In my end is my beginning

I had a hard time figuring out how to start this post. I wanted to summarize my impression of Edinburgh in a single word. A word that would describe my reaction to it — the emotion it evoked. I even tried looking up to see what words others have used. There was “old, new and rainy” from the travel blogger Alice White, and “Cheers!” from an article on The Jakarta Globe website. Alas, the former didn’t resonate as I happened to be there during a stretch of fine Scottish weather indeed, and the latter was lazy and inane. And so I continued to struggle.

And then it hit me. Guarded. Guarded was the word I was looking for. Maybe it was because I focused my first full day there on taking in Old Town and the medieval historic sites — the gothic architecture looming above me. Or maybe it was the (very elementary) knowledge I had of this great city and its bloody history. Whatever the reason, while everyone I met was warm and inviting the city itself felt somehow closed off to me.

Edinburgh was born on Castle Rock, and to this day lives in the shadow of its once impenetrable fortress.

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Views en route to Edinburgh Castle.

 

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The Scott Monument, commemorating the great writer Sir Walter Scott. This is the largest monument to a writer in the world.

 

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Views from Edinburgh Castle. I wish you could feel the cool breeze that’s coming off the water as the late morning sunshine warms your shoulders.

 

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Storming this place was not something people looked forward to.

 

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Used since the time of Queen Victoria, a burial place for regimental mascots and officer’s doggies.

 

There is a lot to see at the castle. Several museums, the royal quarters and lots of different vantage points from which to take in the magnificent views of the city. When you go, plan on staying for a few hours. There is a lovely cafe where you can take tea should the mood grab you. (I passed as I wanted to do a bit more exploring of the Royal Mile before stuffing my face.)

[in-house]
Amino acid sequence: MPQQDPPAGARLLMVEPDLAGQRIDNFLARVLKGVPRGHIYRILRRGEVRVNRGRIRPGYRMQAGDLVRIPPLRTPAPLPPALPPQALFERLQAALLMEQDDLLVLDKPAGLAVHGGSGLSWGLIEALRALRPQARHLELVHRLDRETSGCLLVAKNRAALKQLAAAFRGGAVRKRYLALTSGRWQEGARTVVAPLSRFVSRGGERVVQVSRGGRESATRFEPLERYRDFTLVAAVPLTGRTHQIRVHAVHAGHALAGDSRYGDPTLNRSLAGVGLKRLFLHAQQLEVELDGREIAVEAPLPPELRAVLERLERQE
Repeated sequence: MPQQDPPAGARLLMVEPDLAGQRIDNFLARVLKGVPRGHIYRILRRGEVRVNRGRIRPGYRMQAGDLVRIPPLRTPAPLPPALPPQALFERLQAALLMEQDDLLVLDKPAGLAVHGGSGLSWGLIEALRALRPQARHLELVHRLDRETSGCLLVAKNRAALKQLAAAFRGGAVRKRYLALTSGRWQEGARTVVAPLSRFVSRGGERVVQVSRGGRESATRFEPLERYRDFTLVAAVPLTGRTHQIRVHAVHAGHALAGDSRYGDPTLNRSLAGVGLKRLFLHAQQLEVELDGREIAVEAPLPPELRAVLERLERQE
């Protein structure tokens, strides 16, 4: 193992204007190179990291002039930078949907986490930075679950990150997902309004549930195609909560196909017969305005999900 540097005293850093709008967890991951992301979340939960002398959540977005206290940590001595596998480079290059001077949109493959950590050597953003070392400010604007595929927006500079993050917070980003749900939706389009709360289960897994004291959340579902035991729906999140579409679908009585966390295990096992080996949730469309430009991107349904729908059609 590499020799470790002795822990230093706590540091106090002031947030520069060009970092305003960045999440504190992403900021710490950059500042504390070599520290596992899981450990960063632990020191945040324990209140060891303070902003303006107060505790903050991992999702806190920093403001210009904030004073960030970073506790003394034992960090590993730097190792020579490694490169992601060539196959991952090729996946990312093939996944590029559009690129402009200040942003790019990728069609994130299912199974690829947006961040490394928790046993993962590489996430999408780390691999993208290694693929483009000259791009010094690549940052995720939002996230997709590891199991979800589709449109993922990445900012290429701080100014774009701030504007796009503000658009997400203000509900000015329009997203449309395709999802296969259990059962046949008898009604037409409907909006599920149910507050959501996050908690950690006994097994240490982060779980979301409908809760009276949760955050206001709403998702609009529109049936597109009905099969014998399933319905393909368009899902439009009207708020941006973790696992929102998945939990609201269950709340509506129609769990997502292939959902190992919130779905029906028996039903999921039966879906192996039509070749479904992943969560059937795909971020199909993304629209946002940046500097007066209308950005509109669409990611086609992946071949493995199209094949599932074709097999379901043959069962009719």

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St. Giles Cathedral, the Mother Church of Presbyterianism. It was here that John Knox waged his campaign against the very Catholic Mary, Queen of Scots.

 

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Let’s be real, no tourist in the history of all time has ever taken a decent photo inside of a church.

 

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Horrid design. Beautiful words.

 

Gothiced out, and hungry, it was time for lunch. Enter Ecco Vino.

Pinot

I thought for sure that I could remember the name of this gorgeous Pinot Grigio. I was wrong.

 

Aubergine, parmesan, tomato and basil bake, with fresh mozzarella. Assorted house-cured olives.

 

The food was very, very, very good, and the restaurant easy to get to (it’s right off the Royal Mile). Cannot recommend enough.

After lunch, I explored Old Town for a while and then headed over to the National Museum of Scotland. I had seen adverts for a an exhibit on Mary, Queen of Scots and wanted to make sure I got a chance to see it and learn about one of Scotland’s most recondite and tragic figures.

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The Willy Wonkaishness whimsy of the museum surprised me. A kid’s paradise.

 

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Mary’s motto, which she embroidered on her cloth of estate while imprisoned by Queen Elizabeth I of England. She was beheaded in 1587, after having been Elizabeth’s prisoner for almost nineteen years. Mary’s son would eventually become King James VI and I — ruler of the unified Crowns of Scotland, England and Ireland.

 

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Mary was a devout Roman Catholic trying to rule a Protestant nation. Her arch nemesis, James Knox, saw her as a threat to the Protestant Reformation. He and his supporters were ultimately responsible for Mary’s abdication, imprisonment and demise.

 

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The exhibit not only included a chronological telling of Mary’s life but also key pieces of art, clothing and other artifacts such as this enameled copper cup featuring the arms of Scotland. This stunning pieces was made in 1556 by one of the most talented painters of the Limoges school.

 

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Italian Maiolica plate. Part of an accouchement set usually gifted to aristocratic women during confinement.

 

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Not Jonathan Rhys Meyers.

 

Mary’s life story has all the twists and turns of an epic novel. Love, power, betrayal, murder — basically, you can’t make this shit up.  If you want to learn more, this is a decent start.

Now, since nothing makes a girl hungrier than a good beheading it was time to head back toward my part of town and find a place to feed the beast.

 

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Serious thumbs up. Burger cooked perfectly. Deeeelish!

 

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DJs spin tunes every Fri, Sat and Sun until 1 a.m. (BTW, if this guy can be a DJ then I can be a writer. Just sayin’.)

 

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Wurd.

 

Have a fab weekend my pets.

xo

PS:  The wee new royal, Prince George Alexander Louis of Cambridge, is a direct decedent of Mary, Queen of Scots as Mary is of the House of Stuart.  I think it must be so incredible to be able to know so much about your family tree going back to over a thousand years ago.



Categories: NYC & Travel, Yummy

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